"If Richard calls you and asks you for something, just say yes," former Secretary of State Henry Kissinger once said. "If you say no, you'll eventually get to yes, but the journey will be very painful."Whether you agreed with his politics or not he served America with distinction. Yes, he had a curious background for a Democrat, one that might have caused some unease at late night professorial political discussions over tea and weed in Hyde Park:
Holbrooke was the vice chairman of Perseus LLC, a leading private equity firm. From February 2001 until July 2008, Holbrooke was a member of the Board of Directors of the now almost bankrupt American International Group. During his time as a member of the board of directors of AIG the firm engaged in wildly speculative credit default insurance schemes that may cost the taxpayer hundreds of billions to prevent AIG from bringing down the entire financial system. He is a member of the board of directors of the Council on Foreign Relations in New York and formerly served on the Advisory Board of the National Security Network. He is also a member of the International Institute for Strategic Studies, the Citizens Committee for New York City, and the Economic Club of New York. Holbrooke was a member of the Trilateral Commission, and he is still listed on their membership roster as one of their "Former Members in Public Service"That sounds like a nightmare for Ron Paulians as well, but being a Democrat those affiliations will not be allowed to define him--as it should be. Because they are not evil affiliations. The fact he worked at Lehman or AIG during the run-up to the financial crisis will also not be given the Cheney-Halliburton treatment, nor will they make hay with his wealth amidst the current pitchfork populist demonization of Wall Streeters or anyone making over 250,000 per year. It's just a fact of life--Democrats get such a pass.
Then again, most Americans will not hear about this either:
In January 2001, Holbrooke said that "Iraq will be one of the major issues facing the incoming Bush administration at the United Nations." Further, "Saddam Hussein's activities continue to be unacceptable and, in my view, dangerous to the region and, indeed, to the world, not only because he possesses the potential for weapons of mass destruction but because of the very nature of his regime. His willingness to be cruel internally is not unique in the world, but the combination of that and his willingness to export his problems makes him a clear and present danger at all times."Guess that makes him a neocon as well. No, more like a realist--this same man brokered the Dayton Accord and generally tried to end wars. Ironically his sentiment was shared by boss Hillary Clinton, who told the press on 9/11 that the United States would eventually have to do something about Saddam (oddly, evidence of which now seems unavailable even to Julian Assange). Hillary never apologized for her vote because Hillary knew enough to know better.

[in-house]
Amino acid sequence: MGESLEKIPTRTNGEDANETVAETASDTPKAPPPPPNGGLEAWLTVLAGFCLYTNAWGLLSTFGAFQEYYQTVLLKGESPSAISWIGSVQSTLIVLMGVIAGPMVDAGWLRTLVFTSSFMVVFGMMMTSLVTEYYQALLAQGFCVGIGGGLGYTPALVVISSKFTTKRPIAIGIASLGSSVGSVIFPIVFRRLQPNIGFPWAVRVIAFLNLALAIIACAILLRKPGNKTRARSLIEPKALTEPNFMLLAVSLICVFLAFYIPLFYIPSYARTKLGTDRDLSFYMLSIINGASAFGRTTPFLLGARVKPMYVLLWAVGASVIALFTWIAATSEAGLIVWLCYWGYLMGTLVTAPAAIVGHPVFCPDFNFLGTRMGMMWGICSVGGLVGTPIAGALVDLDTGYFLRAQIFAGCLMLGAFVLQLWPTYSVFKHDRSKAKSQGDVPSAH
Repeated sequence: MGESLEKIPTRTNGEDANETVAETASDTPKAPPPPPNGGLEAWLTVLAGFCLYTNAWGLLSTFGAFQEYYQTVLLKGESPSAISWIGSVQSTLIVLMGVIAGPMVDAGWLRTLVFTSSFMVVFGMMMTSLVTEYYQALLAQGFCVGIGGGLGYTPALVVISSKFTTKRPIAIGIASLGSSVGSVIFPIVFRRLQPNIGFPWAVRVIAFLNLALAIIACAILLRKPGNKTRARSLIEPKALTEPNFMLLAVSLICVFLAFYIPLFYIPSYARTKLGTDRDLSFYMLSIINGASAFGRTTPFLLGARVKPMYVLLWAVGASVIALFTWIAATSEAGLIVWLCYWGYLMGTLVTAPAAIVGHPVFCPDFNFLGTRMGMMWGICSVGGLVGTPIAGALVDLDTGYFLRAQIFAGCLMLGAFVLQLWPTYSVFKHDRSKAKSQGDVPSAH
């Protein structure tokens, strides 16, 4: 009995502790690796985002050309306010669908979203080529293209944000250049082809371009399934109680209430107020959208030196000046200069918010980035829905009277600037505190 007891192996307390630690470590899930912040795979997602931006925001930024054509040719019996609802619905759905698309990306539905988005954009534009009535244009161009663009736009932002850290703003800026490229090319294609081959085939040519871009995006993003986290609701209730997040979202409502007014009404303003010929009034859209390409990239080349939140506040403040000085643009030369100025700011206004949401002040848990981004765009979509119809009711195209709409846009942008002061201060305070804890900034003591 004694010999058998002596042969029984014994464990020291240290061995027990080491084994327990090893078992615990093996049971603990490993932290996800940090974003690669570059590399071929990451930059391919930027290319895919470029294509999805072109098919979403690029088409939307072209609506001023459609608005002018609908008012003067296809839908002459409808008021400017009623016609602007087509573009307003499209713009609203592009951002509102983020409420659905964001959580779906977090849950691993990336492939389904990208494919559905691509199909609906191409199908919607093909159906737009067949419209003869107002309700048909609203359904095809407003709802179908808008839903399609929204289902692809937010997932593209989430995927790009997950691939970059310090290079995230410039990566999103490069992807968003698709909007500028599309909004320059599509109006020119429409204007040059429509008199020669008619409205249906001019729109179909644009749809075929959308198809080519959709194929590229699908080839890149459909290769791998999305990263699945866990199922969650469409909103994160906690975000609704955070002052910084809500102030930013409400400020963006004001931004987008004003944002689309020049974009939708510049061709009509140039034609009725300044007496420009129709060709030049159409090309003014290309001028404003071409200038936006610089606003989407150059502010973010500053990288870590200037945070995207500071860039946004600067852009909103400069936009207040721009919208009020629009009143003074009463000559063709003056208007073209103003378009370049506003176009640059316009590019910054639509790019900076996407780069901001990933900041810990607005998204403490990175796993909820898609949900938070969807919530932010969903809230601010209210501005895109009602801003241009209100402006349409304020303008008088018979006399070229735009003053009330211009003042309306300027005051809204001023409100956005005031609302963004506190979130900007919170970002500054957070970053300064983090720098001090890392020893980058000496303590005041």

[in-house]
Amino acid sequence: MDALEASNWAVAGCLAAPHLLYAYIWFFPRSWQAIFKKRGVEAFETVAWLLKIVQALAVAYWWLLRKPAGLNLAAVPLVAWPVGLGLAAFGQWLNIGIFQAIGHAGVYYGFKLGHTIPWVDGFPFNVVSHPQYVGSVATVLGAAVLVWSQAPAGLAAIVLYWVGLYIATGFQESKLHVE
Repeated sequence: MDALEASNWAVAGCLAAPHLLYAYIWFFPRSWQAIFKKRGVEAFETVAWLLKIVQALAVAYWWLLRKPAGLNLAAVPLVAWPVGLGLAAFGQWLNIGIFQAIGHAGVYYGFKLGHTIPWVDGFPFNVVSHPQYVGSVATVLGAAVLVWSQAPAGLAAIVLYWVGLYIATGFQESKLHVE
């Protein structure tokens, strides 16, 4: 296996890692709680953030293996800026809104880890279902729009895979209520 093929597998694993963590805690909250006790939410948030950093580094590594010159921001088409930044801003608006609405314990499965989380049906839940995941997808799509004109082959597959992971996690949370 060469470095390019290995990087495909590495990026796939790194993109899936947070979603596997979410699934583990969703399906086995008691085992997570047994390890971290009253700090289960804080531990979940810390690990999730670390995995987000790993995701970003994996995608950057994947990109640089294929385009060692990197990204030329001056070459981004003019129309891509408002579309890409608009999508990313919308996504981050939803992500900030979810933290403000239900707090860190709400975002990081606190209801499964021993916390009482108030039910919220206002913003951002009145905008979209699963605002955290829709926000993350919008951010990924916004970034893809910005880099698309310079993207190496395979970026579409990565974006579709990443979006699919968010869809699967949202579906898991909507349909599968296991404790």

Speaking of stolen cables, one has to wonder how Mr. Holbrooke was taking the revelations after putting in over a year of effort on America's behalf in the war zone. Evidently some referred to the press perception that the Taliban were being invited to share power in Afghanistan, to which he flatly denied. Surely he more than anyone else knew the value of maintaining secrecy in diplomacy.
His bulldogged determination to get things done in negotiations perhaps didn't leave him with a large fan club--even on the left (Biden was quoted as calling him an egotistical bastard in Woodward's book), but robust enemies are often a sign of robust effectiveness. Personally, I'll gladly take a Richard Holbrooke working on my behalf over a Julian Assange any day of the week.